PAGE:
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    ABSTRACT: Despite an abundance of literature documenting the prevalence and dangers of youth tobacco use, there is a relative dearth of literature in the area of effective cessation treatments for youth (Fiore et al. in Clinical tobacco guideline: treating tobacco use and dependence, 2008). Additionally, although it has been widely accepted that mental illness is highly correlated with tobacco use and dependence, little research has been done to support prevention and cessation efforts for youth with mental illnesses. This paper summarizes the literature on tobacco use and cessation in youth, with a focus on describing the existing knowledge base for youth with mental illnesses.
    Full-text · Article · Apr 2011 · Journal of Behavioral Medicine
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    • "Previous studies have found very high smoking rates among selected populations of people with SMI, including psychiatric outpatients [4], patients in state mental hospitals in the USA, and patients in several other countries [5,6]. There is some evidence that smoking rates vary by psychiatric diagnosis, with individuals with a diagnosis of schizophrenia having the highest tobacco use rate [7]. "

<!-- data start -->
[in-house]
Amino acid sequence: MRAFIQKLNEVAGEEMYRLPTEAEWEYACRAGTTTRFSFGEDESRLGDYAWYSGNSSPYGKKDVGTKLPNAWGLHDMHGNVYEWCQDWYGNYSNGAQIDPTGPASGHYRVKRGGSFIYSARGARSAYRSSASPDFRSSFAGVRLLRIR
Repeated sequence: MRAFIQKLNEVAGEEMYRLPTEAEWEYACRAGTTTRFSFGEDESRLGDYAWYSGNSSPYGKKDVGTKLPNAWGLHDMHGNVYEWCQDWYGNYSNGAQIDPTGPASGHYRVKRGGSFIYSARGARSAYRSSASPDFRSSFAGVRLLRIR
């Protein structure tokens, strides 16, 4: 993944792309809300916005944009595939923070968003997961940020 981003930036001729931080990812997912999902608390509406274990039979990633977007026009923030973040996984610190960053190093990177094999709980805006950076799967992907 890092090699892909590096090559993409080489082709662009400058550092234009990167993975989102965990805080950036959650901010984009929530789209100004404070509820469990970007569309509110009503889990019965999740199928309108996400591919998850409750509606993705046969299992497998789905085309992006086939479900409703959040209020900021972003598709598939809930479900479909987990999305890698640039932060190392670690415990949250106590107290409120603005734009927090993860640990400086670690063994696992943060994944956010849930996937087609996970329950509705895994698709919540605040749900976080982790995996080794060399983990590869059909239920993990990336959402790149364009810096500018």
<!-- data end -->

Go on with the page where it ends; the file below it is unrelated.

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    ABSTRACT: In many countries, smoking remains the leading preventable cause of death. In North America, reductions in population smoking levels are stabilising and, in recent years, those involved in tobacco control programming have turned their attention to particular segments of society that are at greatest risk for tobacco use. One such group is people with mental illness. A picture of tobacco use patterns among those with mental illness is beginning to emerge; however, there are several unanswered questions. In particular, most studies have been limited to particular in-patient groups. In addition, while it is recognised that men and women differ in relation to their reasons for smoking, levels of addiction to nicotine, and difficulties with cessation, these sex and gender differences have not been fully explored in psychiatric populations. Community residents with serious mental illness were surveyed to describe their patterns of tobacco use and to develop a gender-specific profile of their smoking status and its predictors. Of 729 respondents, almost one half (46.8%) were current tobacco users with high nicotine dependence levels. They spent a majority of their income on tobacco, and reported using smoking to cope with their psychiatric symptoms. Current smokers, compared with non-smokers, were more likely to be: diagnosed with a schizophrenia spectrum disorder (rather than a mood disorder); male; relatively young; not a member of a racialised group (e.g., Aboriginal, Asian, South Asian, Black); poorly educated; separated or divorced; housed in a residential facility, shelter, or on the street; receiving social assistance; and reporting co-morbid substance use. There is evidence of a gender interaction with these factors; in the gender-specific multivariate logistic regression models, schizophrenia spectrum disorder versus mood disorder was not predictive of women's smoking, nor was education, marital status or cocaine use. Women, and not men, however, were more likely to be smokers if they were young and living in a residential facility. For men only, the presence of schizophrenia spectrum disorder is a risk factor for tobacco use. Other factors, of a social nature, contribute to the risk of smoking for both men and women with serious mental illness. The findings suggest that important social determinants of smoking are "gendered" in this population, thus tobacco control and smoking cessation programming should be gender sensitive.